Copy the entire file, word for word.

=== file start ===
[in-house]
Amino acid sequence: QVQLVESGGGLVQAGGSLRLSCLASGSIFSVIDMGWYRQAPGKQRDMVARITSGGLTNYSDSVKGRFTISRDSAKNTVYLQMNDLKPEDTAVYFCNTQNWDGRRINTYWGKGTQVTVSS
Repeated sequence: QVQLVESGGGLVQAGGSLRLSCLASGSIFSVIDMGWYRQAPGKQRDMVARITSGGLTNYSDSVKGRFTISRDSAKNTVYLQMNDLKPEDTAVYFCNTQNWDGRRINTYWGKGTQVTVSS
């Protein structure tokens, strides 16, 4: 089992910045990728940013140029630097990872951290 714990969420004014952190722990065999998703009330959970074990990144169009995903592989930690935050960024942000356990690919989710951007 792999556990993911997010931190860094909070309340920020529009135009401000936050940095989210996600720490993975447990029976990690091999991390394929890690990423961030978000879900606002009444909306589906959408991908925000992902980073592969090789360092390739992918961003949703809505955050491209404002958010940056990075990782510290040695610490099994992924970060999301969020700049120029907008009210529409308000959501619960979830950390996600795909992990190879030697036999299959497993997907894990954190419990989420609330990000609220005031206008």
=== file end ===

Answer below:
[in-house]
Amino acid sequence: QVQLVESGGGLVQAGGSLRLSCLASGSIFSVIDMGWYRQAPGKQRDMVARITSGGLTNYSDSVKGRFTISRDSAKNTVYLQMNDLKPEDTAVYFCNTQNWDGRRINTYWGKGTQVTVSS
Repeated sequence: QVQLVESGGGLVQAGGSLRLSCLASGSIFSVIDMGWYRQAPGKQRDMVARITSGGLTNYSDSVKGRFTISRDSAKNTVYLQMNDLKPEDTAVYFCNTQNWDGRRINTYWGKGTQVTVSS
């Protein structure tokens, strides 16, 4: 089992910045990728940013140029630097990872951290 714990969420004014952190722990065999998703009330959970074990990144169009995903592989930690935050960024942000356990690919989710951007 792999556990993911997010931190860094909070309340920020529009135009401000936050940095989210996600720490993975447990029976990690091999991390394929890690990423961030978000879900606002009444909306589906959408991908925000992902980073592969090789360092390739992918961003949703809505955050491209404002958010940056990075990782510290040695610490099994992924970060999301969020700049120029907008009210529409308000959501619960979830950390996600795909992990190879030697036999299959497993997907894990954190419990989420609330990000609220005031206008």